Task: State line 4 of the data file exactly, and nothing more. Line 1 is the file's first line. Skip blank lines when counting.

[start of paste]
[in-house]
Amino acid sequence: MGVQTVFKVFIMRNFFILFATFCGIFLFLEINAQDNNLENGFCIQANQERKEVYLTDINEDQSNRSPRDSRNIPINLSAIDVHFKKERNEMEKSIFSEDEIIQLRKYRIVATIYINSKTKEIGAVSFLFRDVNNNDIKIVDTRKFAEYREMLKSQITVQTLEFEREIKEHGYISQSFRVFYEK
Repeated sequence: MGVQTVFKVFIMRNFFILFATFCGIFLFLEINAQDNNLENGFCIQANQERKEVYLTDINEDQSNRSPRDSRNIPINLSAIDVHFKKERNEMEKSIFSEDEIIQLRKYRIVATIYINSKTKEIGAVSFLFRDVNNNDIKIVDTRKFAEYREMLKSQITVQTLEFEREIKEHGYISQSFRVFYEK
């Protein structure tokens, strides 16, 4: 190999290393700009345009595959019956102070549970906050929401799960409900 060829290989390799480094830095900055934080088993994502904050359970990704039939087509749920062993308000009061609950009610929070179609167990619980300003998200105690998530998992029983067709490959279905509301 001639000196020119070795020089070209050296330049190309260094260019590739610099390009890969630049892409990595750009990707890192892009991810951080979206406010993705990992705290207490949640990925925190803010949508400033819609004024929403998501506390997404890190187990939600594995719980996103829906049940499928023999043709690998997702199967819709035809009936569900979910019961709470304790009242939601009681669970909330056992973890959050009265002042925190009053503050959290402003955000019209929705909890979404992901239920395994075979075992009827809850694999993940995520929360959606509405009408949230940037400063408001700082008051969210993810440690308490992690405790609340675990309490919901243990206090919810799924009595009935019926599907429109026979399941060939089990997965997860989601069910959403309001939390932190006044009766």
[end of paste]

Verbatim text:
């Protein structure tokens, strides 16, 4: 190999290393700009345009595959019956102070549970906050929401799960409900 060829290989390799480094830095900055934080088993994502904050359970990704039939087509749920062993308000009061609950009610929070179609167990619980300003998200105690998530998992029983067709490959279905509301 001639000196020119070795020089070209050296330049190309260094260019590739610099390009890969630049892409990595750009990707890192892009991810951080979206406010993705990992705290207490949640990925925190803010949508400033819609004024929403998501506390997404890190187990939600594995719980996103829906049940499928023999043709690998997702199967819709035809009936569900979910019961709470304790009242939601009681669970909330056992973890959050009265002042925190009053503050959290402003955000019209929705909890979404992901239920395994075979075992009827809850694999993940995520929360959606509405009408949230940037400063408001700082008051969210993810440690308490992690405790609340675990309490919901243990206090919810799924009595009935019926599907429109026979399941060939089990997965997860989601069910959403309001939390932190006044009766």